12.00-13.00 - a lot of time is spent planning the programme for each event, and the term's programme as a whole. I try to find out what people might enjoy listening to and playing, and then my aim is to dovetail that with things that people may not have heard before. I always try to have a mixture of the familiar and not so, so that people are exposed to a variety of styles and composers.

13.00-14.00 - there are often lunchtime Chamber Choir rehearsals, or I might be holding auditions for some of the ensembles, or for prospective students who are applying for a music scholarship. This is one of my favourite parts of my job as I get to listen to some extremely talented musicians perform! On a Tuesday there's the Lunchtime Concert, of course.

14.00-17.00 - I have various meetings throughout the day, mainly in relation to upcoming events and projects and this is also my time for preparing music and quite often for producing scores and parts for performers or programme notes and other material for concerts.

18.30-21.30 - off to Bulmershe or the Great Hall for an evening rehearsal for one of the ensembles, sometimes with a social drink afterwards.

Who else do you collaborate with around the University?

My colleague, Alex Richardson, and I work closely with or alongside a wide range of people at the University: RUMS, as I've already mentioned; the Friends of the University; JSCA - the Arts Committee; Pro-Vice-Chancellor Professor Steve Mithen in relation to his external engagement strategy; and of course the many staff, student and alumni musicians around the University. I have two long-term aims: one is to further develop these and other connections so that everyone can get the best out of Music@Reading, the second is to get Steve Mithen singing in Chorus.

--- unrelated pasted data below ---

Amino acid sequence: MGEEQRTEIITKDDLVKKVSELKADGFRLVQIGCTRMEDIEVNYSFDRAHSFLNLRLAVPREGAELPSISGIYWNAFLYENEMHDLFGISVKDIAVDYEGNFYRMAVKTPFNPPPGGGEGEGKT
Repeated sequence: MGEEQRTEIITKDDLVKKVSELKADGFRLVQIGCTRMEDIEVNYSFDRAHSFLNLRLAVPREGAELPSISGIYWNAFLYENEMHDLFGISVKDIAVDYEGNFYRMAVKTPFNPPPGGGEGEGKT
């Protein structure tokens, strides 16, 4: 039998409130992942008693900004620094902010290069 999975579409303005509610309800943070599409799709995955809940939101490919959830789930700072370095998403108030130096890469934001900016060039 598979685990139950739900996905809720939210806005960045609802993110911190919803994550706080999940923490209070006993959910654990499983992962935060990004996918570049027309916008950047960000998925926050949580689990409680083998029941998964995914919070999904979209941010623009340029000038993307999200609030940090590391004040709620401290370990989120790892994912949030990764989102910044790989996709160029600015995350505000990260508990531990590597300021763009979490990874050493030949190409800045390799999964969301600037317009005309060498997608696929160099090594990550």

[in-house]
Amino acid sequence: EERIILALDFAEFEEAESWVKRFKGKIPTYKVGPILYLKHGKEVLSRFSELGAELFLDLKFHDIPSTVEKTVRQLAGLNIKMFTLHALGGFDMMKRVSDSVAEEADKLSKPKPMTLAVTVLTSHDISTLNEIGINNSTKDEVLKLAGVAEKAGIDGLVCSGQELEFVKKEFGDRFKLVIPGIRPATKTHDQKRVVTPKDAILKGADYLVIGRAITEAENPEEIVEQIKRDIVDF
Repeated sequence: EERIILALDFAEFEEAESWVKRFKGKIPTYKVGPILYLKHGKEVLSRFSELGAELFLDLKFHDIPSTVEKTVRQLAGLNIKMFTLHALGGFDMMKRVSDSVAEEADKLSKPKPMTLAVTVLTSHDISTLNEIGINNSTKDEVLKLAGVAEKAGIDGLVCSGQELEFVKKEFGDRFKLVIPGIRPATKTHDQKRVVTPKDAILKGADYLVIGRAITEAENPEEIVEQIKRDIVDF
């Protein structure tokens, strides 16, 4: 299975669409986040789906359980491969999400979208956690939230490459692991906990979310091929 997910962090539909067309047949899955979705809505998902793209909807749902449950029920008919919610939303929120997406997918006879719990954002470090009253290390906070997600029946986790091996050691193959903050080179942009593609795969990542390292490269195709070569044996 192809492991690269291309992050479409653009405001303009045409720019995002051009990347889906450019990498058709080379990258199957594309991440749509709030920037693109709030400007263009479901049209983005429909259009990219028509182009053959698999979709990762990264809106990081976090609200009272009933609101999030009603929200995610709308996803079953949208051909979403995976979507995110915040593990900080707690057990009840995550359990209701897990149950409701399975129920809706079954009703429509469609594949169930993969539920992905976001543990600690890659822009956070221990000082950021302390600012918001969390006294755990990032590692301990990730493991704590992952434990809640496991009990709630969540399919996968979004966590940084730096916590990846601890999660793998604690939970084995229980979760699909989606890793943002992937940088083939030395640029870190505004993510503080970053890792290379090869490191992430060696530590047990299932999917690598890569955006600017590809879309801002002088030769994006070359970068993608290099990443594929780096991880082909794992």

What do you enjoy most about your job?

One of my favourite events is the free Showcase we put on at the beginning of each academic year. It is usually in the second week of the first term, and provides an opportunity for the whole University community to come and experience the breadth of music that goes on here. It's fantastic what can be achieved in two rehearsals and really gives you a sense of the enthusiasm, the commitment and the talent that we're blessed with.

It's very inclusive and diverse and a great way to discover music to listen to, but equally importantly, it's a chance to see the ensembles that you might want to join. Everyone should come to a concert at the Great Hall; it's what it was made for and it's a simply wonderful hall for music.

What challenges do you face in your role?

I find that one of the biggest challenges for me is meeting people who don't think that they're good enough to be involved with Music@Reading. I am always trying to convince people that everyone can have a go, especially with singing. Chorus has a lot of members for whom it is their first experience of singing in a choir and I love the idea that we can be a starting point for such an extraordinary experience. We don't compromise on expectation or range (Mozart to Duke Ellington in the last few years) we just show that this fabulous music belongs to you too.

Scheduling can be a challenge too. Fitting in around academic timetabling can be difficult, and we don't have fixed locations on the Whiteknights campus for us to rehearse in.

So, how can staff get involved with Music@Reading?

You can come to a concert - Lunchtime Concerts every Tuesday are free. Symphony Orchestra, Chorus, Chamber Choir, Wind Band and others perform at the Great Hall at least once a term. Try the Rachmaninov Second Piano Concerto on Saturday 4th December, or sing yourself into the Christmas spirit on the 11th.

And everyone can join in: see the ensemble details on our website and get in touch. We look forward to seeing you! If you want instrumental or vocal lessons, or a practice room to use, we can help there as well.